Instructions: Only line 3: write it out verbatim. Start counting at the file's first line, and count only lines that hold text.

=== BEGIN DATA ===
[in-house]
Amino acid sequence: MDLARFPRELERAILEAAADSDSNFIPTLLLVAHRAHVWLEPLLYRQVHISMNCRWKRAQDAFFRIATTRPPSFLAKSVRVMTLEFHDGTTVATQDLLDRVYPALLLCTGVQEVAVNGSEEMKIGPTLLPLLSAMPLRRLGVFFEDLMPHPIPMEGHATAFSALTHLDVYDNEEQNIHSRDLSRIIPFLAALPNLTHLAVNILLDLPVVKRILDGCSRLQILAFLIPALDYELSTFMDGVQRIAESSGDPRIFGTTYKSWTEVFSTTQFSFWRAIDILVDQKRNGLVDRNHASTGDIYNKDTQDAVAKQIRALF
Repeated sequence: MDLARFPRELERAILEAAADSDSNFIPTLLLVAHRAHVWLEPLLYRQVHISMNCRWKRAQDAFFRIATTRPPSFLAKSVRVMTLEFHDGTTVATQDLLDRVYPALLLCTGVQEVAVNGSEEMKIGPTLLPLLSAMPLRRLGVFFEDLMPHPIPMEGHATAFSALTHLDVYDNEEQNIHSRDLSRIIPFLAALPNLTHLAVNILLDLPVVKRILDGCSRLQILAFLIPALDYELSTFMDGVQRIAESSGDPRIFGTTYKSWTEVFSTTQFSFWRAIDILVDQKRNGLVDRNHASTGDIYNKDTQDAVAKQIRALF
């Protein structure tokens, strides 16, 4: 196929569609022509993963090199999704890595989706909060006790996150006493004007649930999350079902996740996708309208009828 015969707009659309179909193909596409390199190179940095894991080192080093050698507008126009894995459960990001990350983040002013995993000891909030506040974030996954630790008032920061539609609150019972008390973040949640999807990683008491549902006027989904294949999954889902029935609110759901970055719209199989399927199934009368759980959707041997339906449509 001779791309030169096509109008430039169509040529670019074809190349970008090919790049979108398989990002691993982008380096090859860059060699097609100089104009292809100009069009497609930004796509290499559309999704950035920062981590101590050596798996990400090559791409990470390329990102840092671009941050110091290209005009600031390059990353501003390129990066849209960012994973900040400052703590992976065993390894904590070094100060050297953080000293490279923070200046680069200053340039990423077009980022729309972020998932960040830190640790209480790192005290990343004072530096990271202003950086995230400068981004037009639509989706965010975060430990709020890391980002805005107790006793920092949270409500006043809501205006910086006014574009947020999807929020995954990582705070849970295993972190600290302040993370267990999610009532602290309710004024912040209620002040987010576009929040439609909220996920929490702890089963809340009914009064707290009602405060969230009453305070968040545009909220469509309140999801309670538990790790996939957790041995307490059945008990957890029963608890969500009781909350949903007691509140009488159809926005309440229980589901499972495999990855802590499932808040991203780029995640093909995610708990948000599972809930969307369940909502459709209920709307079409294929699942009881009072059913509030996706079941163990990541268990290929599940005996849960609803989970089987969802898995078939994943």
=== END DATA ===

Repeated sequence: MDLARFPRELERAILEAAADSDSNFIPTLLLVAHRAHVWLEPLLYRQVHISMNCRWKRAQDAFFRIATTRPPSFLAKSVRVMTLEFHDGTTVATQDLLDRVYPALLLCTGVQEVAVNGSEEMKIGPTLLPLLSAMPLRRLGVFFEDLMPHPIPMEGHATAFSALTHLDVYDNEEQNIHSRDLSRIIPFLAALPNLTHLAVNILLDLPVVKRILDGCSRLQILAFLIPALDYELSTFMDGVQRIAESSGDPRIFGTTYKSWTEVFSTTQFSFWRAIDILVDQKRNGLVDRNHASTGDIYNKDTQDAVAKQIRALF